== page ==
When stay-at-home orders to slow the spread of the coronavirus forced many Americans to work from home, most of us expected it would be temporary. But remote work may be the norm for the foreseeable future: Google, for example, recently announced that their workers would not return to the office until 2021, at the earliest.

Unfortunately, this means the boundaries between your work life and home life are blurring together more than ever — and that’s not good, says productivity and organizational consultant Julie Morgenstern. It affects your ability to manage stress and can quickly lead to burnout. Here are some ways to help create a healthy separation between home and work.


“During the workday, it’s easy to fall into the trap of thinking, ‘Oh, this is so great, I can wash a load of laundry between my calls,’ ” Morgenstern says. “Or, ‘Oh, I can get started prepping dinner.’ But the reality is that these distractions can really affect our ability to focus on the work at hand. Then we find ourselves logged into the computer on Friday night at 9 p.m., working on an assignment due on Monday, because we weren’t able to focus during the week.”

Think back to your last conference call. From children bursting into frame to dogs barking or partners vacuuming the next room over, loud distractions are all too common. “It’s important to realize that they affect our ability to work at our best,” Morgenstern says. “This blurring impacts our ability to feel productive and to stay focused and efficient. And, in the extreme, it can lead to burnout.”


Our homes were designed for us to live in, not to facilitate remote work. But if you’ve been making do with working from your kitchen table or couch, it’s past time to carve out a space specifically designed for work. Doing so helps you create a boundary between work and life.

If work only happens in one specific spot in your home, then you know as soon as you sit there that you should be in work mode, which can improve your focus and ability to remain productive, Morgenstern says. Then, when you move to any other part of your home, you know that you’re in life mode. This helps you relax and unwind when you’re no longer on the clock and makes it easier to maintain your work/life balance.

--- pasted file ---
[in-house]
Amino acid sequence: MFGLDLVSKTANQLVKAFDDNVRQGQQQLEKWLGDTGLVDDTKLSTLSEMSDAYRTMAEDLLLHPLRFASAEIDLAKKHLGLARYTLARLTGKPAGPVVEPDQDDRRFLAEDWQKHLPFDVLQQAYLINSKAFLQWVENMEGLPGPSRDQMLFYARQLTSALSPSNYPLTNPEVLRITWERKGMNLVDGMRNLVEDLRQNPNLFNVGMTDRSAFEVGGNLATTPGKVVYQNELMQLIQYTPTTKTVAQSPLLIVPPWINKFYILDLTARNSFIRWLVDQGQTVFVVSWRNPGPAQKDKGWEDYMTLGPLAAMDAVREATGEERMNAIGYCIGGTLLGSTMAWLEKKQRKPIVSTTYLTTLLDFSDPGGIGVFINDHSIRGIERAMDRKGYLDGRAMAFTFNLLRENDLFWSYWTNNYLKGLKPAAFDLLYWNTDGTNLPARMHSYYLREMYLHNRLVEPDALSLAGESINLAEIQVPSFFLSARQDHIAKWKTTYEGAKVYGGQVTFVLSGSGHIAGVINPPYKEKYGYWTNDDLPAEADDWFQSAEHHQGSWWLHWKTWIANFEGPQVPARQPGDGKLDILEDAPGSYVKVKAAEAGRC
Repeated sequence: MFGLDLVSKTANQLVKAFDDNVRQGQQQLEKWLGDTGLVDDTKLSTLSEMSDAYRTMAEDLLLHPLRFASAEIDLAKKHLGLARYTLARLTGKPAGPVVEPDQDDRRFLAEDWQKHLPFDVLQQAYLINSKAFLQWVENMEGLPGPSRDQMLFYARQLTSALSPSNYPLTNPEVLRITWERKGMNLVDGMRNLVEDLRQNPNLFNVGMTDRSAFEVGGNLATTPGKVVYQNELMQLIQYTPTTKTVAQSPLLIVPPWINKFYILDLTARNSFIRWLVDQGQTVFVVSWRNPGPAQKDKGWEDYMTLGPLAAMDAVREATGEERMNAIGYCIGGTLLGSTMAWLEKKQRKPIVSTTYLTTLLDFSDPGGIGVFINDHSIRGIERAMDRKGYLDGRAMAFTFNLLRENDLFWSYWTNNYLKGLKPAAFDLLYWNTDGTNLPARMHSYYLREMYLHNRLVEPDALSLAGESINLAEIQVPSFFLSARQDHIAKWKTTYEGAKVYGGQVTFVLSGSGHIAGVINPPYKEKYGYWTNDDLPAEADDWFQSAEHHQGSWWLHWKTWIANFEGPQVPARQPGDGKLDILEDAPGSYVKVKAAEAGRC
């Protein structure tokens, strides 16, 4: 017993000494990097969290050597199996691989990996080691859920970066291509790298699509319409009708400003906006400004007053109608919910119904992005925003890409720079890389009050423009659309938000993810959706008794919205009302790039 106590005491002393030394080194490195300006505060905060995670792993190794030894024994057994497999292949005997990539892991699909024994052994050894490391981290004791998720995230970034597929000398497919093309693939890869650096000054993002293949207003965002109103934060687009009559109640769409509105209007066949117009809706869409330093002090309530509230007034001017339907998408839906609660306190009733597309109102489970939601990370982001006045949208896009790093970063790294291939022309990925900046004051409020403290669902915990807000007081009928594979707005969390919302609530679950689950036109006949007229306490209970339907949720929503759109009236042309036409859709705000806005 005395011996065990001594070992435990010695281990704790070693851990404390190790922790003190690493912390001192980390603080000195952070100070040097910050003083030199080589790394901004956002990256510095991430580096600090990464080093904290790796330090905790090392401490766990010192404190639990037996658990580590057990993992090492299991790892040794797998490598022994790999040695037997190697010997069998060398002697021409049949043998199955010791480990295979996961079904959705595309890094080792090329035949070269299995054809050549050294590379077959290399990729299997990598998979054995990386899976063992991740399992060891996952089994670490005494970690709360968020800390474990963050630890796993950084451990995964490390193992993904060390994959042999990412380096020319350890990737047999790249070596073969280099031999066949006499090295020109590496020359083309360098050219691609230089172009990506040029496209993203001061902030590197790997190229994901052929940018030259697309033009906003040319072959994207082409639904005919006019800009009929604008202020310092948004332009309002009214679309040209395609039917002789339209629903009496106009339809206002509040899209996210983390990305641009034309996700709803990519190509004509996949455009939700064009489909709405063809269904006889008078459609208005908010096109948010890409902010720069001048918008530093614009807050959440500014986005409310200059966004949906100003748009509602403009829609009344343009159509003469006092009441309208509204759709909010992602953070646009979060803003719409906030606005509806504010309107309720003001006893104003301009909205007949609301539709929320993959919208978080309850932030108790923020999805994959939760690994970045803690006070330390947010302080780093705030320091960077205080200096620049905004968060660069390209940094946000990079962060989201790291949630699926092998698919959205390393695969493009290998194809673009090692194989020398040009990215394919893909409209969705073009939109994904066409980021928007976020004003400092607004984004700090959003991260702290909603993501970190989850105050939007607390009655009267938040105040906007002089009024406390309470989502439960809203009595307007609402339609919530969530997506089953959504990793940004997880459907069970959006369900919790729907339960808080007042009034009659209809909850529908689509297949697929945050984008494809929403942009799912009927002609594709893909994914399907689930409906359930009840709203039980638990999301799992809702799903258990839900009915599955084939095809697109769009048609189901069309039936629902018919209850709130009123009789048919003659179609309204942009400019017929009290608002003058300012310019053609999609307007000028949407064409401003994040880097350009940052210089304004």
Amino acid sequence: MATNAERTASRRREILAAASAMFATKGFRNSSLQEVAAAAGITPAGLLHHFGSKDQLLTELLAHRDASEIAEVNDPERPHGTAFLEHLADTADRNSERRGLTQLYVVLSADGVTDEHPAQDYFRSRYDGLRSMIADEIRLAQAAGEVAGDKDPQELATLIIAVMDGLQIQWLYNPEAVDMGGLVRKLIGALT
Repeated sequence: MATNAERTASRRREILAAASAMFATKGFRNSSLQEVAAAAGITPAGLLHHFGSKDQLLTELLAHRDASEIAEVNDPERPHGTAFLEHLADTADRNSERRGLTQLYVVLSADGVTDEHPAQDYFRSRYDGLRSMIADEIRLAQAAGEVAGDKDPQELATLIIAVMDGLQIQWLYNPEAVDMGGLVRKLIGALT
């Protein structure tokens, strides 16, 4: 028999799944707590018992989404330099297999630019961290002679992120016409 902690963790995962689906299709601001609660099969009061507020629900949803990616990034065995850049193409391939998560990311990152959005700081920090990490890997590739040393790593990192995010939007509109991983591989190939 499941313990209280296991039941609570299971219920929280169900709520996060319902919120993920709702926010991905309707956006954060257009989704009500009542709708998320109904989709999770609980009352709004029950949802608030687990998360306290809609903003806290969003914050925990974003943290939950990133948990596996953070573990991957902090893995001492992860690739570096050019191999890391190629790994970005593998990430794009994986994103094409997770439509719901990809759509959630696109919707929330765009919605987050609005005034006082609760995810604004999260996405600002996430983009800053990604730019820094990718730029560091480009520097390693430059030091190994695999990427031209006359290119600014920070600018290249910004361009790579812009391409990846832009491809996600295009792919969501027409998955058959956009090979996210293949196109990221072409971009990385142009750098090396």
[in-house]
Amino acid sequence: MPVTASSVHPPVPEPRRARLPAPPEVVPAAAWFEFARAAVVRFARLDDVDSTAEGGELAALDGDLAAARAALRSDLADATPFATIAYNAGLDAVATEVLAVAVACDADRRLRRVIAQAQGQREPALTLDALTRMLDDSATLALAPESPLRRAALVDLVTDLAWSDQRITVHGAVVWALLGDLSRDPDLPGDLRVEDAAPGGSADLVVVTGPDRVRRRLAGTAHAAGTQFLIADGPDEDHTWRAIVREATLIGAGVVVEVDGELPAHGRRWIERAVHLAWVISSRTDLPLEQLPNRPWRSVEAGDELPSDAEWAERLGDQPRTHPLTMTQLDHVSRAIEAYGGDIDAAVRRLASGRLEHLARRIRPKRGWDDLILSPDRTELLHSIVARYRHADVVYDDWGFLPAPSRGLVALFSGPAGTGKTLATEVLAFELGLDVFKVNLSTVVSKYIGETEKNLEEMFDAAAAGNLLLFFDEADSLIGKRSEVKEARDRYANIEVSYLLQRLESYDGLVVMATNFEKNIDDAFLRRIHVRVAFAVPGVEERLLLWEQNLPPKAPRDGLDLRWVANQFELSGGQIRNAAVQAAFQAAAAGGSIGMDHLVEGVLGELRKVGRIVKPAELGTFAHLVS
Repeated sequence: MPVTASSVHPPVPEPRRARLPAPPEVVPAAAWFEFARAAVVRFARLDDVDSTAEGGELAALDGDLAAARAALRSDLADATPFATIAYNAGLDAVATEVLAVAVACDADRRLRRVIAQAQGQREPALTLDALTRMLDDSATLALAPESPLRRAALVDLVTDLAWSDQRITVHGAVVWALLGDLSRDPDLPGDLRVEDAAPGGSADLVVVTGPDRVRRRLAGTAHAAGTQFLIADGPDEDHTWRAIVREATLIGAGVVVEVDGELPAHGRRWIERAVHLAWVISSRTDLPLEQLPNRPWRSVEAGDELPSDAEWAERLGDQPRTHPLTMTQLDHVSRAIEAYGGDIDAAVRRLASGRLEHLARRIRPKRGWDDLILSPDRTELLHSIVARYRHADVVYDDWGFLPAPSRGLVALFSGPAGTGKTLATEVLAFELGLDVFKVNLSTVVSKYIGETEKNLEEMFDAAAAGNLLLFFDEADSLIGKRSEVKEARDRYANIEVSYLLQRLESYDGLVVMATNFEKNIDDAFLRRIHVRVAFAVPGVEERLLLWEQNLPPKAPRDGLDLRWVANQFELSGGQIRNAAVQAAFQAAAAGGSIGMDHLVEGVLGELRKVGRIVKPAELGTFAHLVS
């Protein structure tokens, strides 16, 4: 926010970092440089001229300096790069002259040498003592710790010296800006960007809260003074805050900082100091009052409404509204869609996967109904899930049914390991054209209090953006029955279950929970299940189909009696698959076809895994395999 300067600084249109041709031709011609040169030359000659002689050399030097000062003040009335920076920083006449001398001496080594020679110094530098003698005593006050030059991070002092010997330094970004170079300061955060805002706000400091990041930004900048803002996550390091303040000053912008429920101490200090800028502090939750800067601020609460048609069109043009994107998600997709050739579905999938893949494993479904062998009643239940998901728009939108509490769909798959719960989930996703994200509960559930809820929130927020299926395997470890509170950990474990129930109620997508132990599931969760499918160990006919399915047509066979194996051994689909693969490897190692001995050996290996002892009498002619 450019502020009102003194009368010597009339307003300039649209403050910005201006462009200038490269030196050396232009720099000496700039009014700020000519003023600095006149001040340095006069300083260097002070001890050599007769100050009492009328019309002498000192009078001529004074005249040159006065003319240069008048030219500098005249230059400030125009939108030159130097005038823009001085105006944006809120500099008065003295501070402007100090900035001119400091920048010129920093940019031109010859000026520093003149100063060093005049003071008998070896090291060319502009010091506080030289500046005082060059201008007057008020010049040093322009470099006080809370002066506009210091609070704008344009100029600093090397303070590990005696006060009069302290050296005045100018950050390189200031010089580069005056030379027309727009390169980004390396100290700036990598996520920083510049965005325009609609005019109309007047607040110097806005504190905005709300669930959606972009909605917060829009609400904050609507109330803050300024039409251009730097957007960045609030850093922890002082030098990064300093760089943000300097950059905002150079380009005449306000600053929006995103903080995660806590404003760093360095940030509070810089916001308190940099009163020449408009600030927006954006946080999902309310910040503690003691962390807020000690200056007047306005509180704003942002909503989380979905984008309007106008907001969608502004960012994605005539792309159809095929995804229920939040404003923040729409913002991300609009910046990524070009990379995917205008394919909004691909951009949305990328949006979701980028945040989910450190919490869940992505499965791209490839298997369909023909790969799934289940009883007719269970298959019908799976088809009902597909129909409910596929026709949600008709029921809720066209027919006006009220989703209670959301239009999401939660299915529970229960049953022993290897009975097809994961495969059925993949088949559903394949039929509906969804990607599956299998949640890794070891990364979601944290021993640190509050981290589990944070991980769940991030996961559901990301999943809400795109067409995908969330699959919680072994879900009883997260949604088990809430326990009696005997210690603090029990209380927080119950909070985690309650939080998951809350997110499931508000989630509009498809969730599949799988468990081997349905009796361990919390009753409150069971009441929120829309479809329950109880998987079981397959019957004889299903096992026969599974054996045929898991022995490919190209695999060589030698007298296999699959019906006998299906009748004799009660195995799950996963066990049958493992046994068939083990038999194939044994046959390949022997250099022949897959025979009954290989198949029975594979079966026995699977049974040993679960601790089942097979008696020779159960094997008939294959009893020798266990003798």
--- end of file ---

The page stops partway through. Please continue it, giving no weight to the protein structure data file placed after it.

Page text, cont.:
Choose any spot that can easily be converted into a makeshift office and invest in some easy home office upgrades to improve your productivity even further.

The one spot you should always avoid working from?

“Whatever you do, just don’t work from your bed,” Morgenstern says. “Or else you risk disrupting your sleep/wake cycle. As soon as you lay in bed, you want your body to know that it should be preparing for sleep — not answering emails or preparing for meetings.”

There’s a misconception that we have all of this extra time on our hands now that we’re working from home.


Just as kids need structure to their day to get through distance learning successfully, remote workers need a clear and consistent work schedule. Setting your hours makes it more likely that you will be able to fall into a routine and helps you build those all-important boundaries.

“You need to designate very specific work hours during which we’re ‘on the clock’,” Morgenstern says. “To the degree that you can mirror the schedule that you’d be working in the office, you should.”

For those workers with kids at home, that can mean posting a sign on the door of a home office that indicates one parent or the other is in work mode or on a call.

Morgenstern also notes that there’s a misconception that we have all of this extra time on our hands now — after all, we no longer have to commute to and from work. But parents are now having to juggle childcare with work. With full-time, in-person school in question for the fall in many states, this juggling act may only grow more difficult to manage.

And while some of us may have fewer meetings, others may be attending even more — or have increased responsibilities.

“We feel like we’re supposed to have more time to get stuff done,” Morgenstern says. “But we don’t. That extra time that we’re not commuting is being eaten up by the complexity of doing all of these new things for the first time: Figuring out our technology, adjusting our workflows, writing emails in place of a 30-second in-person chat. Everything just takes longer.”


To keep your work life and your home life from overlapping, Morgenstern recommends that you try to create transitions over the course of your day to signify when you’re “in the office” versus when you’re “at home.”

Pre-COVID, your commute time served as a transition. On the way to work, it created a mental and symbolic signal to your brain to start getting into work mode, and then into home mode on the way back. Unfortunately, when we work from home we no longer have this natural transition.

“Building some transitional rituals into our days to separate our work time from our home time is tremendously powerful,” Morgenstern says.

Here are some things to try out:

  • Change into “work clothes” at the beginning of the workday, and then change back into “house clothes” at the end of your shift.
  • Go for a walk around the block to simulate your commute — both at the start of your day and at the end of it.
  • Use auditory cues, like music, to mimic the way in which you might listen to music on your drive to and from work.

Ultimately, the goal is to give your brain the time that it needs to transition so when you’re working you are fully focused, and when you’re done for the day you are able to wind down or spend time with family.

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